Pilgrimpace's Blog


revolution of love
December 20, 2012, 5:56 pm
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By 1948, according to the available evidence, Dorothy Day, a treasonous, muck-raking, anarchistic jailbird, was a principal partisan and theoretician in just such a revolution.  It was a revolution that Jacques Maritain splendidly describes in The Peasant of the Garrone, at the root of which ‘there is something so profound in the soul that one does not know how to express it – let us say it is a simple refusal, a total, stable, supremely active refusal to accept things as they are.  This act has to do with a fact, an existential fact: things as they are are intolerable.  In the reality of existence, the world is infected with lying, injustice, wickedness, distress and misery; creation has been corrupted by sin to such an extent that in the very marrow of his soul, the saint refuses to accept it as it is.  Evil – I mean the power of sin, and the universal suffering which it drags in its wake – evil is such that the only thing the saint has immediately at hand to oppose it totally, and that intoxicates the saint with liberty, exultation, and love, is to give everything, to abandon everything, the sweetness of the world, and what is good, what is better, and what is delectable and permitted, and more than anything, himself, in order to be free to be with God.  To do this is to be totally stripped and given over in order to seize the power of the cross: it is to die for those he loves.  This is a flash of intuition and will above any order of human morality.  Once the soul has been touched in flight by this burning wing, it becomes a stranger everywhere.  It can fall in love with things; never will it take repose in them.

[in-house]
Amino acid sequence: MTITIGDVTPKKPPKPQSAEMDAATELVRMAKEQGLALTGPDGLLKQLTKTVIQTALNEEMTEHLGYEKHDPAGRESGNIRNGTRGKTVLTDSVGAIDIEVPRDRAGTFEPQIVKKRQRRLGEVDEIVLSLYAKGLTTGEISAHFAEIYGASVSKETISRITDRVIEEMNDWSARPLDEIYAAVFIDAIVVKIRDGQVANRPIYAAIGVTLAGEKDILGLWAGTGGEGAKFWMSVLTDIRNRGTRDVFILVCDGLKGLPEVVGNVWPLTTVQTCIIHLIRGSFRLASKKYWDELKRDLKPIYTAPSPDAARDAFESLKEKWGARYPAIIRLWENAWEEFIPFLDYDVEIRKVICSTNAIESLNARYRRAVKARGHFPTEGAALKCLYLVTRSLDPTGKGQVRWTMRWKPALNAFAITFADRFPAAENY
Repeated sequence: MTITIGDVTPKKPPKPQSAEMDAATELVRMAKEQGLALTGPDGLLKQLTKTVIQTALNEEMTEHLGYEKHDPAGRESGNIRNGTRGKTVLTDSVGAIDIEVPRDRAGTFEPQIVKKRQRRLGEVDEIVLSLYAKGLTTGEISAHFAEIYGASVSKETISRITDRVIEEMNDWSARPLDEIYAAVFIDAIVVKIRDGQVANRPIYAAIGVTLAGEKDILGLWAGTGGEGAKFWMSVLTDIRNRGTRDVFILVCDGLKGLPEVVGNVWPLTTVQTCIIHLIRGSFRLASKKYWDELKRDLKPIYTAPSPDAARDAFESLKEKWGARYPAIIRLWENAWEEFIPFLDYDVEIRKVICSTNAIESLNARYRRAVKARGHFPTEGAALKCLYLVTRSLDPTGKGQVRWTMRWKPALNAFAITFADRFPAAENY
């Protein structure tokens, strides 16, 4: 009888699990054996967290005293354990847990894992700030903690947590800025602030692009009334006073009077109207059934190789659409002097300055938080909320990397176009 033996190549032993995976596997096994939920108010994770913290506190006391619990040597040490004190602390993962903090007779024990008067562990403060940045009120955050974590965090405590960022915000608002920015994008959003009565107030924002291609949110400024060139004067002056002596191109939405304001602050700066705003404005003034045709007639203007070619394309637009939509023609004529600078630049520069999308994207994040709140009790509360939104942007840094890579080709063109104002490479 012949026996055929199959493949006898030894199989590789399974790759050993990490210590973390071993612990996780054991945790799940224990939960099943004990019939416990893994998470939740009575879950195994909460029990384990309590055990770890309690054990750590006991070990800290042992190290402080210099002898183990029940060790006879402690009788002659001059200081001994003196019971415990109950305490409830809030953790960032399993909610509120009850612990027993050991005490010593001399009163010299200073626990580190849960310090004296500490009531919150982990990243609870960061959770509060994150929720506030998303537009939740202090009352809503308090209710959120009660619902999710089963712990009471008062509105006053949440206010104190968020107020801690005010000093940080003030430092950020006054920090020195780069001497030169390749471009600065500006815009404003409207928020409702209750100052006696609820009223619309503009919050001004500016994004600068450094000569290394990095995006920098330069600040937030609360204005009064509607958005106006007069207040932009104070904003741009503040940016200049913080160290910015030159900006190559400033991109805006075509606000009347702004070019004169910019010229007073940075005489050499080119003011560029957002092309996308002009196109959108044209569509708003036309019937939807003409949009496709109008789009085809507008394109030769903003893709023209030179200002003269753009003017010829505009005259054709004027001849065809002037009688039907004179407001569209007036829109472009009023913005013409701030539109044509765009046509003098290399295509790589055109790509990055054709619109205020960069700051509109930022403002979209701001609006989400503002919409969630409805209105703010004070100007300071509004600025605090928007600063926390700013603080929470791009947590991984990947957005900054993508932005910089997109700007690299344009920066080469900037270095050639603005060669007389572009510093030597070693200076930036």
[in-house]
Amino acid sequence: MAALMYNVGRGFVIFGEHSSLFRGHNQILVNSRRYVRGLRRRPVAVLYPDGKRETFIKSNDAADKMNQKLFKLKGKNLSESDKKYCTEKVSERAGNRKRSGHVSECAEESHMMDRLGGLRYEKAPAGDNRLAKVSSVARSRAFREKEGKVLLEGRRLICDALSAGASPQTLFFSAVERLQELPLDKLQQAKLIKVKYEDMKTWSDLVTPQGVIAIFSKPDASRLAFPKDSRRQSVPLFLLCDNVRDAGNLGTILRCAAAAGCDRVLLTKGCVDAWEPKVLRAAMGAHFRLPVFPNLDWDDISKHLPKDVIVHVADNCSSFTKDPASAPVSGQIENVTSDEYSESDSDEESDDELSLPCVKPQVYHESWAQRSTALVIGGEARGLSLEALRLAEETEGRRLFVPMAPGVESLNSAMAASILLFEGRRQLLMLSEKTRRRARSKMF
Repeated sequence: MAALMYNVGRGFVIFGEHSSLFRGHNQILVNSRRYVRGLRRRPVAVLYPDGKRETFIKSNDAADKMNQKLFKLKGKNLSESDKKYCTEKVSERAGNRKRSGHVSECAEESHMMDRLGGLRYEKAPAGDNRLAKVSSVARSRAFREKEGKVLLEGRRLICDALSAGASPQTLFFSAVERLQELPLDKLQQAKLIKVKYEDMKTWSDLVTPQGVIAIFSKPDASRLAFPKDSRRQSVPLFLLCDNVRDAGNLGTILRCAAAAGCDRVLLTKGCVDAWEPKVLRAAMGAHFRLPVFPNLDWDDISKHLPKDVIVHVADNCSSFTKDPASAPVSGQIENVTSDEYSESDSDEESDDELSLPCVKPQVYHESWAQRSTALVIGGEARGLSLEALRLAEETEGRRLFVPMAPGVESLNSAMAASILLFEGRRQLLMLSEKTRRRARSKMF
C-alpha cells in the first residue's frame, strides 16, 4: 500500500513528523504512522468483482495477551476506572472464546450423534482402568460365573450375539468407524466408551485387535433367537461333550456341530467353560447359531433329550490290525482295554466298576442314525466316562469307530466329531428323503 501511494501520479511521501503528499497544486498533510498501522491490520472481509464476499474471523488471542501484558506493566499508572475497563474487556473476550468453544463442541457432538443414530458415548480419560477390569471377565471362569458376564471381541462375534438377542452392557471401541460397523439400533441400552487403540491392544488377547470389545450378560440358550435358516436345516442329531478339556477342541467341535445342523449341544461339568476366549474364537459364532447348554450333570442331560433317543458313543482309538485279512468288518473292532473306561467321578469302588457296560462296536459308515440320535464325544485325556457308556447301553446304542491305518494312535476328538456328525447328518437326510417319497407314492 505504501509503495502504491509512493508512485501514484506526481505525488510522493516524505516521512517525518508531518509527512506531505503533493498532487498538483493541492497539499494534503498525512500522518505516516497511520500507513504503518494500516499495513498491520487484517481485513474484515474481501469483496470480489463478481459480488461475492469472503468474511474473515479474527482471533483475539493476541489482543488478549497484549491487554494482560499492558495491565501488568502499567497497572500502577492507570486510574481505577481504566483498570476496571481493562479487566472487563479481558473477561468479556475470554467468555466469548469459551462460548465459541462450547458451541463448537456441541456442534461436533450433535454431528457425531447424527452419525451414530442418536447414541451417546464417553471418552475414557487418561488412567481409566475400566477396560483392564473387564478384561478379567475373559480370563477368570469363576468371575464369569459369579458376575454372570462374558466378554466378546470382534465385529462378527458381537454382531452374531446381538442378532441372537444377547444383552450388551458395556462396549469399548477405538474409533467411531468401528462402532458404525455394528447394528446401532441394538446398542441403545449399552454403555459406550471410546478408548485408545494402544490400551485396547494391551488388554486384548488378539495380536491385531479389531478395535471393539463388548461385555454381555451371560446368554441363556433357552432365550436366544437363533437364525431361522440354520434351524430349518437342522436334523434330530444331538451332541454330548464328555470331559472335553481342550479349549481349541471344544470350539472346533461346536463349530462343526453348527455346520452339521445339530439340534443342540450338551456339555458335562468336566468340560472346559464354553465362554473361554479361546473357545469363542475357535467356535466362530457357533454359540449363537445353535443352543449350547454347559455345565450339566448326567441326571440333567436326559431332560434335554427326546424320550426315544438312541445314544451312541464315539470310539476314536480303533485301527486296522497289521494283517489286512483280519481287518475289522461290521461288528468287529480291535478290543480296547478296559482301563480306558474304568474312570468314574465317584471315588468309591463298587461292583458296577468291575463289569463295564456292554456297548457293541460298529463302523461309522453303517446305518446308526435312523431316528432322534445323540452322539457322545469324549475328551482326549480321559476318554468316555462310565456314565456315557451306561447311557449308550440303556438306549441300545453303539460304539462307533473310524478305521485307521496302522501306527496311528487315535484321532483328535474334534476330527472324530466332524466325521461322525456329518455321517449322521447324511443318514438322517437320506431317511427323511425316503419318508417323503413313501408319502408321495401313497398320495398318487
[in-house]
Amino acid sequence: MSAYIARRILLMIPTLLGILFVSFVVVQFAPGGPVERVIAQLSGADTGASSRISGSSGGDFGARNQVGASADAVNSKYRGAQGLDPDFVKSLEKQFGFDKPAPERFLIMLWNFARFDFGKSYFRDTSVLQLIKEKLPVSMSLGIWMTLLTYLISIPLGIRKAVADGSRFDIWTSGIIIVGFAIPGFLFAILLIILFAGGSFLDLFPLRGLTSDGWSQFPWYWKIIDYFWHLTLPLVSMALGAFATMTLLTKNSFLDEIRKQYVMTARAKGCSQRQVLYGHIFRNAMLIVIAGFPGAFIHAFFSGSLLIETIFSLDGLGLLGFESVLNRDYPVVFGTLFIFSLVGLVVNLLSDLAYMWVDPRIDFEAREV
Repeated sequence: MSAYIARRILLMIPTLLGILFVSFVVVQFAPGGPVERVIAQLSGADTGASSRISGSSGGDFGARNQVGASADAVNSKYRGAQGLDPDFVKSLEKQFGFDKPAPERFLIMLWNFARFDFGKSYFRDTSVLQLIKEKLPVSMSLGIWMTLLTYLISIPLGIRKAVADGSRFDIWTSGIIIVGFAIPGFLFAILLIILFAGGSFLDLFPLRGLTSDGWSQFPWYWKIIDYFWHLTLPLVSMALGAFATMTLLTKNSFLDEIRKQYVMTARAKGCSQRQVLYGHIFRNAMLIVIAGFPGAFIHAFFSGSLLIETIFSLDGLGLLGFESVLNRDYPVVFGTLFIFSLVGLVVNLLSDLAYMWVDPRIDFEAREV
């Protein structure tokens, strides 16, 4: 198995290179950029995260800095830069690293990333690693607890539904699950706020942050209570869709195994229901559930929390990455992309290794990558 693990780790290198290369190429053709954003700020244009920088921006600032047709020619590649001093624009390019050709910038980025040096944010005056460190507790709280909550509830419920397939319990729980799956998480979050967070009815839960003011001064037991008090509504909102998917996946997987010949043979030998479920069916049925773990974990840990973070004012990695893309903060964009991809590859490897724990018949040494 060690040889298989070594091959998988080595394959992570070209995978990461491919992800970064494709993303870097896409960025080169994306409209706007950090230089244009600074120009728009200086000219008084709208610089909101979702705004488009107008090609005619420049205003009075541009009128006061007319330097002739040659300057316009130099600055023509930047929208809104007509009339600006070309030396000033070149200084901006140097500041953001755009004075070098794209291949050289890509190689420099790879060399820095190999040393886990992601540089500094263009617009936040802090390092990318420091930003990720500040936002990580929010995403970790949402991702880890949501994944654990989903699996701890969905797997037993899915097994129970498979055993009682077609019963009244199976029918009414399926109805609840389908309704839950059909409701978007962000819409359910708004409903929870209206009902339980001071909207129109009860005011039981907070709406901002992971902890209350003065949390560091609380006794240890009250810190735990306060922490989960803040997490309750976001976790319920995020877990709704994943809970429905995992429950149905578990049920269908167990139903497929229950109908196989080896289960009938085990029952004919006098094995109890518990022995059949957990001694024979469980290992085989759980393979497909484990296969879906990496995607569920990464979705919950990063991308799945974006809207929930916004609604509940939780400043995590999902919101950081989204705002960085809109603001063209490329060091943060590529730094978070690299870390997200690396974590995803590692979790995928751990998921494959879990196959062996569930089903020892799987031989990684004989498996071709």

I am reading On Pilgrimage, Dorothy Day’s diary for 1948.  This passage is from the Foreword by Michael O Garvey.  I think the question to ask here is ‘What is the most important thing in your life?’ Don’t be satisfied with an answer unless it is completely and disturbingly satisfying.  Then live the revolutionary love.

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2 Comments so far
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What better way to start a new year than to ask ourselves “What is the most important thing in (our) lives?”. And what a great notion……completely and disturbingly satisfying.

Comment by johnbromford

thanks John – and a happy new year of living the questions,

Andy

Comment by pilgrimpace




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